Miami voters will decide in March whether to grant a developer permission to build a 58,000-square-foot restaurant and entertainment venue on the Miami River after city commissioners approved the project Thursday.
Alex Mantecon wants to build Riverside Wharf, a $30 million complex of four restaurants on the north bank of the Miami River between Interstate 95 and the Northwest First Street Bridge, where the Garcia family currently operates a commercial fishing operation. He and partner Guillermo Vadell proposed the project in response to a city solicitation this summer to develop three-quarters of an acre of riverfront land.
Mantecon and Vadell were the only bidders to respond. They proposed building four restaurants across both the city’s land and land their corporation owns next door. They’re working with local commercial broker Koniver Stern to fill the space, although one restaurant will be a raw bar run by the Garcia family, whose fishermen will also continue to service a fish market incorporated into the new project.
“This is a transformational project,” said Willy Bermello, whose local architecture firm designed the project.
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Miami’s city manager recommended throwing out Mantecon’s bid and starting the competitive process from scratch last month due to what he said were problems with the fair market of submerged land where a lengthy dock will be built to allow boaters to arrive by water. But commissioners rejected his argument, kept the project alive, and on Thursday voted unanimously in favor of a 30-year lease with two 10-year options that will reap $195,000 a year in rent.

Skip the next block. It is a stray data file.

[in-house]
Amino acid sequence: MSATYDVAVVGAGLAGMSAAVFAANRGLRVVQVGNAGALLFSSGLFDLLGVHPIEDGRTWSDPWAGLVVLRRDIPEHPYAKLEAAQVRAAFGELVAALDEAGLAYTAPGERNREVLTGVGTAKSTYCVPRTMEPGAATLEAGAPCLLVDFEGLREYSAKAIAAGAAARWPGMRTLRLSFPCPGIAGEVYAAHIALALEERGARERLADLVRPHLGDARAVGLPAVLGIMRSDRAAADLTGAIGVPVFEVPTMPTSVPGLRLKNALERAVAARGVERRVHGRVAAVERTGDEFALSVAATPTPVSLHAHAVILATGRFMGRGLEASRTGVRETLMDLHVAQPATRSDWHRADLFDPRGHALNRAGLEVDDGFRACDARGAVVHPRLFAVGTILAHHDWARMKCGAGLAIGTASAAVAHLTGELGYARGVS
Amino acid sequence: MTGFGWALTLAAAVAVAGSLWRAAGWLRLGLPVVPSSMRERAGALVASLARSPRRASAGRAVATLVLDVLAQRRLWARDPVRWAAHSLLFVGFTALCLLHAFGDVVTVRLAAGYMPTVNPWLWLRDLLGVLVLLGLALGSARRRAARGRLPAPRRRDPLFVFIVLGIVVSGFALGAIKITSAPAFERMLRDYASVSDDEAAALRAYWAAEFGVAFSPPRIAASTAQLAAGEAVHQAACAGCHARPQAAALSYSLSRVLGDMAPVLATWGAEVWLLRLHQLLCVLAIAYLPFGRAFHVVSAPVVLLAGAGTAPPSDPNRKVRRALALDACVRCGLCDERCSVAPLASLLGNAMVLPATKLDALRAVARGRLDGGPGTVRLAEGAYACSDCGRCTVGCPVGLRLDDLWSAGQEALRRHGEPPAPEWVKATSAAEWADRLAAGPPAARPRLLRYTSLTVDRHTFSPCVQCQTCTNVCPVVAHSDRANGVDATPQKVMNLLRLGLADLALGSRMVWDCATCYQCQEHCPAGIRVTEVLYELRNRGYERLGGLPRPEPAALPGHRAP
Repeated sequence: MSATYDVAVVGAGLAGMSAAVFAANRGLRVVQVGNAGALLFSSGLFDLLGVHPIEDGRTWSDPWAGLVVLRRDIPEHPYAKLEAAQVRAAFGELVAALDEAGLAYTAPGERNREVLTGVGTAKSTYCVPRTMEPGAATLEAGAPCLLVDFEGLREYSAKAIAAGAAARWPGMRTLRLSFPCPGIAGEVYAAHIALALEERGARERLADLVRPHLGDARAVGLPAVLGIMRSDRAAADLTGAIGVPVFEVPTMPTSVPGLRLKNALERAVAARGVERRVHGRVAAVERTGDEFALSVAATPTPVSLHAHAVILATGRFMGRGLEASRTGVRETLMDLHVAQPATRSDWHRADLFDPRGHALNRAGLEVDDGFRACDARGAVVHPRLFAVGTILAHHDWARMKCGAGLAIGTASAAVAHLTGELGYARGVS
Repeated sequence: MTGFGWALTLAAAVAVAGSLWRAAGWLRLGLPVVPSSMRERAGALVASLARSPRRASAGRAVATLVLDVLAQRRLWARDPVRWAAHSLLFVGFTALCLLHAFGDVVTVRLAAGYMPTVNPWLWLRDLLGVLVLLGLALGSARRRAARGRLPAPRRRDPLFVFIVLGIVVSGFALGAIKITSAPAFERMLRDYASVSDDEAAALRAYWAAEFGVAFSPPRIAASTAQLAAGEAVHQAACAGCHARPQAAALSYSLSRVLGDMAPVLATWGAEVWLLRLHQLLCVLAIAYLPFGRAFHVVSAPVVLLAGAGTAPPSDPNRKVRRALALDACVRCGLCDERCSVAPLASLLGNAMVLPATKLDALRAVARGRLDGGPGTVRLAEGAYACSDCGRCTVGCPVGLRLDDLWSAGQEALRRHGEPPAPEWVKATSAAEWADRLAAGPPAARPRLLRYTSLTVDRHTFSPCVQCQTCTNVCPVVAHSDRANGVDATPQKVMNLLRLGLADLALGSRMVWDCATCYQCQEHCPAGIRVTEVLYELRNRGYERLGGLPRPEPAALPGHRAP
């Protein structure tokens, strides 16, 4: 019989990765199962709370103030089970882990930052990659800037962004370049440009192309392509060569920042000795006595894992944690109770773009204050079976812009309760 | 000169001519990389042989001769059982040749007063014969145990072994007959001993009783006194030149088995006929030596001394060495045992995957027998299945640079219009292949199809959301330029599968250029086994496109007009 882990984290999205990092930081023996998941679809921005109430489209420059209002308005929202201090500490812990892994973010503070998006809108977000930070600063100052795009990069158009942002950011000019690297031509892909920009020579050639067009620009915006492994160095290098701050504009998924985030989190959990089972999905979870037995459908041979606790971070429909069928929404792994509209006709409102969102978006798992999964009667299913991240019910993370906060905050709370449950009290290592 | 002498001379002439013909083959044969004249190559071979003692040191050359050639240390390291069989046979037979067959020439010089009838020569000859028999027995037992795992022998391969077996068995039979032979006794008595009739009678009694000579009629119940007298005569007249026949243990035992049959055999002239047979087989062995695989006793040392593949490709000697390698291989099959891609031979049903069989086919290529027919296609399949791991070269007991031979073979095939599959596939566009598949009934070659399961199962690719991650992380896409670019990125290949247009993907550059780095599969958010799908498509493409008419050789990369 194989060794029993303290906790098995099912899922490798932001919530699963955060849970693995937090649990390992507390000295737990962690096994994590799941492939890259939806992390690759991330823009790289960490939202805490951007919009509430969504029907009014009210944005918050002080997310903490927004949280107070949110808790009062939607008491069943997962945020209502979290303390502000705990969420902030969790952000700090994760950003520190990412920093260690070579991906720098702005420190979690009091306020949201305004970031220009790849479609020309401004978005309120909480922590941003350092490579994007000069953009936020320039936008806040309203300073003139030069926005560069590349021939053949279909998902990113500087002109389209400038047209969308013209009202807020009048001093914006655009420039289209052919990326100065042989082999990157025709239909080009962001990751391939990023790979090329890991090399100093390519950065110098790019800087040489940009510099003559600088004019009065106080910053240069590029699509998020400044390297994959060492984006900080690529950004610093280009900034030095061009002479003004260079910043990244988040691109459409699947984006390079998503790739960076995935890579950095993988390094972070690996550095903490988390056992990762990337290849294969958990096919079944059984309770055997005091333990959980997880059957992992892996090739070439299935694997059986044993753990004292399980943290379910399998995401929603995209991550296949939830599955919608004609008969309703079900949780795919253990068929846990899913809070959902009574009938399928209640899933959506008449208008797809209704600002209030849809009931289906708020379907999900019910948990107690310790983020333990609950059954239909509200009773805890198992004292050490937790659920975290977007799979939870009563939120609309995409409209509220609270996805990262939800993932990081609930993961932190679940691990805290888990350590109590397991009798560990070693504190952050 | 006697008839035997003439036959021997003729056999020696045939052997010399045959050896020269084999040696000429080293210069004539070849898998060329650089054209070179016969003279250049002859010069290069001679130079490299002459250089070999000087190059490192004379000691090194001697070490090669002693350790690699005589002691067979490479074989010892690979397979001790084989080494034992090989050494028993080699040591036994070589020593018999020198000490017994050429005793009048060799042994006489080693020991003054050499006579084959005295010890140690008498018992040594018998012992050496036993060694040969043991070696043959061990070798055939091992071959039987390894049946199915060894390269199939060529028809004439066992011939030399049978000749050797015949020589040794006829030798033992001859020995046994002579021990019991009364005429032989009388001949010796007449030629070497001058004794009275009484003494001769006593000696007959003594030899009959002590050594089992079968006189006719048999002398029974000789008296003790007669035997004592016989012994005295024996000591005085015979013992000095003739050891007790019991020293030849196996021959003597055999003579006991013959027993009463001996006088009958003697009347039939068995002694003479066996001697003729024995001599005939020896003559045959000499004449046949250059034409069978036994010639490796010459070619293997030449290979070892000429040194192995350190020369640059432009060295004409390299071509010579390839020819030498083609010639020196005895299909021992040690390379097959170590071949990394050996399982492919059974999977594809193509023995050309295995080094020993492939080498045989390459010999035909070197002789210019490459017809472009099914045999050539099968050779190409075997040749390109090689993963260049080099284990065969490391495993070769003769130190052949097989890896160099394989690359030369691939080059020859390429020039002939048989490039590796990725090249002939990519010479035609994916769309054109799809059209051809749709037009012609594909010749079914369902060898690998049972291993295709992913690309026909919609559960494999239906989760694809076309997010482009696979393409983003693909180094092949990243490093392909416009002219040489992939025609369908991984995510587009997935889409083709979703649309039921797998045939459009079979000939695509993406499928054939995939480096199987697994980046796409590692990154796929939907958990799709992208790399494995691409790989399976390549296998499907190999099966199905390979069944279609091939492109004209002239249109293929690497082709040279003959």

It could be the final piece of an area that's been blossoming for many years
Commissioner Francis Suarez
Miami’s charter, however, requires that the city’s voters have final say on long-term leases of waterfront land. So commissioners also approved ballot language for a voter referendum in March. In campaigning for support, Mantecon and Vadell will likely tout the extension of a public river walk, the preservation of the river’s commercial fishing industry, and the value of a new entertainment attraction on a river that is slated for a rush of development in the surrounding area.
“It could be the final piece of an area that's been blossoming for many years,” said Commissioner Francis Suarez.
In other action Thursday, Miami commissioners also approved legislation requiring registration for the flight of drones around stadiums and large gatherings, like the Calle Ocho festival. The legislation, sponsored by Commissioner Frank Carollo, was accompanied by a video of a drone roasting a turkey with a flamethrower.
The legislation, proposed as drones become increasingly common items for hobbyists, drew the interest of drone operators who fly the unmanned craft for shooting film and video for clients. Carollo said the legislation is a tool for protecting the public and for local authorities to address an issue currently regulated by the Federal Aviation Administration.